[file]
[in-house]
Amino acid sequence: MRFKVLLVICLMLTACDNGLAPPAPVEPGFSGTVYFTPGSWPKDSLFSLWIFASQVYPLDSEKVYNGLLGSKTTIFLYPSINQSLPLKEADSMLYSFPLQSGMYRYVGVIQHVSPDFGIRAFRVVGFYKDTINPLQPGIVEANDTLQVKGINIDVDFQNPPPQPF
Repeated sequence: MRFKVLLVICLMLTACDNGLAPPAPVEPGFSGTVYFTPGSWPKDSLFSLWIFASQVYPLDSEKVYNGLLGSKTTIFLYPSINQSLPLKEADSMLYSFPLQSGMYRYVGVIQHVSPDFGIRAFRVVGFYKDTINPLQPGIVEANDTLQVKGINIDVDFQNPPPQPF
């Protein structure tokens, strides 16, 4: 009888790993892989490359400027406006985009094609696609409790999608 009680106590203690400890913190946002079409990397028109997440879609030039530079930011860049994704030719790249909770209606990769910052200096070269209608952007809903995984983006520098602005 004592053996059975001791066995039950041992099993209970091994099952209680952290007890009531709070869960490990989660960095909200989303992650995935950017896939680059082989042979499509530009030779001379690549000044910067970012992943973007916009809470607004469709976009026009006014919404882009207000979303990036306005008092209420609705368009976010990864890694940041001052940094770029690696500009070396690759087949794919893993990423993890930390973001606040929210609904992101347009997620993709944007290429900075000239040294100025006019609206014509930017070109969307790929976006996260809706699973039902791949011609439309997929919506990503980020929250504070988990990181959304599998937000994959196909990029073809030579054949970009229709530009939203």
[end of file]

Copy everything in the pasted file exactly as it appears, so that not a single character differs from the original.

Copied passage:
[in-house]
Amino acid sequence: MRFKVLLVICLMLTACDNGLAPPAPVEPGFSGTVYFTPGSWPKDSLFSLWIFASQVYPLDSEKVYNGLLGSKTTIFLYPSINQSLPLKEADSMLYSFPLQSGMYRYVGVIQHVSPDFGIRAFRVVGFYKDTINPLQPGIVEANDTLQVKGINIDVDFQNPPPQPF
Repeated sequence: MRFKVLLVICLMLTACDNGLAPPAPVEPGFSGTVYFTPGSWPKDSLFSLWIFASQVYPLDSEKVYNGLLGSKTTIFLYPSINQSLPLKEADSMLYSFPLQSGMYRYVGVIQHVSPDFGIRAFRVVGFYKDTINPLQPGIVEANDTLQVKGINIDVDFQNPPPQPF
């Protein structure tokens, strides 16, 4: 009888790993892989490359400027406006985009094609696609409790999608 009680106590203690400890913190946002079409990397028109997440879609030039530079930011860049994704030719790249909770209606990769910052200096070269209608952007809903995984983006520098602005 004592053996059975001791066995039950041992099993209970091994099952209680952290007890009531709070869960490990989660960095909200989303992650995935950017896939680059082989042979499509530009030779001379690549000044910067970012992943973007916009809470607004469709976009026009006014919404882009207000979303990036306005008092209420609705368009976010990864890694940041001052940094770029690696500009070396690759087949794919893993990423993890930390973001606040929210609904992101347009997620993709944007290429900075000239040294100025006019609206014509930017070109969307790929976006996260809706699973039902791949011609439309997929919506990503980020929250504070988990990181959304599998937000994959196909990029073809030579054949970009229709530009939203």